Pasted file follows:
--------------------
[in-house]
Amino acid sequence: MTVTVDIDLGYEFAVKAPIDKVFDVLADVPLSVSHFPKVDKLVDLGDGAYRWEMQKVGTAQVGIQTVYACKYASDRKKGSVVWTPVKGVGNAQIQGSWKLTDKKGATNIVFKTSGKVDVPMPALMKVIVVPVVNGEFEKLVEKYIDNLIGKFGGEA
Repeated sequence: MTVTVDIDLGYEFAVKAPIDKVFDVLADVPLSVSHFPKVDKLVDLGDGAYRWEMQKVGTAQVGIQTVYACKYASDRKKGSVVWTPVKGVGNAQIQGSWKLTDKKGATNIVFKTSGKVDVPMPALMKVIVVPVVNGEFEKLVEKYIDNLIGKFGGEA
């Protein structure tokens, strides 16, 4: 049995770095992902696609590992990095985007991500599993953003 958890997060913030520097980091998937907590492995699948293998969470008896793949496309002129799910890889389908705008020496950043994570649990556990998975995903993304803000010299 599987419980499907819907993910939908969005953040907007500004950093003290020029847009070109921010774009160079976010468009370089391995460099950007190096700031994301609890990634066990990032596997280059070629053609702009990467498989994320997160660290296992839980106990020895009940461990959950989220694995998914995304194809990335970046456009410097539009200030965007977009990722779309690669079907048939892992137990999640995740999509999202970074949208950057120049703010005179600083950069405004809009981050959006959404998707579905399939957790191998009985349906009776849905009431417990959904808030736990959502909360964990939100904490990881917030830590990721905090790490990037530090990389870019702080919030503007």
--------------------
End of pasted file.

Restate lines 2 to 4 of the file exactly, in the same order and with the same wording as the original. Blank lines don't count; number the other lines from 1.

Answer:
Amino acid sequence: MTVTVDIDLGYEFAVKAPIDKVFDVLADVPLSVSHFPKVDKLVDLGDGAYRWEMQKVGTAQVGIQTVYACKYASDRKKGSVVWTPVKGVGNAQIQGSWKLTDKKGATNIVFKTSGKVDVPMPALMKVIVVPVVNGEFEKLVEKYIDNLIGKFGGEA
Repeated sequence: MTVTVDIDLGYEFAVKAPIDKVFDVLADVPLSVSHFPKVDKLVDLGDGAYRWEMQKVGTAQVGIQTVYACKYASDRKKGSVVWTPVKGVGNAQIQGSWKLTDKKGATNIVFKTSGKVDVPMPALMKVIVVPVVNGEFEKLVEKYIDNLIGKFGGEA
């Protein structure tokens, strides 16, 4: 049995770095992902696609590992990095985007991500599993953003 958890997060913030520097980091998937907590492995699948293998969470008896793949496309002129799910890889389908705008020496950043994570649990556990998975995903993304803000010299 599987419980499907819907993910939908969005953040907007500004950093003290020029847009070109921010774009160079976010468009370089391995460099950007190096700031994301609890990634066990990032596997280059070629053609702009990467498989994320997160660290296992839980106990020895009940461990959950989220694995998914995304194809990335970046456009410097539009200030965007977009990722779309690669079907048939892992137990999640995740999509999202970074949208950057120049703010005179600083950069405004809009981050959006959404998707579905399939957790191998009985349906009776849905009431417990959904808030736990959502909360964990939100904490990881917030830590990721905090790490990037530090990389870019702080919030503007």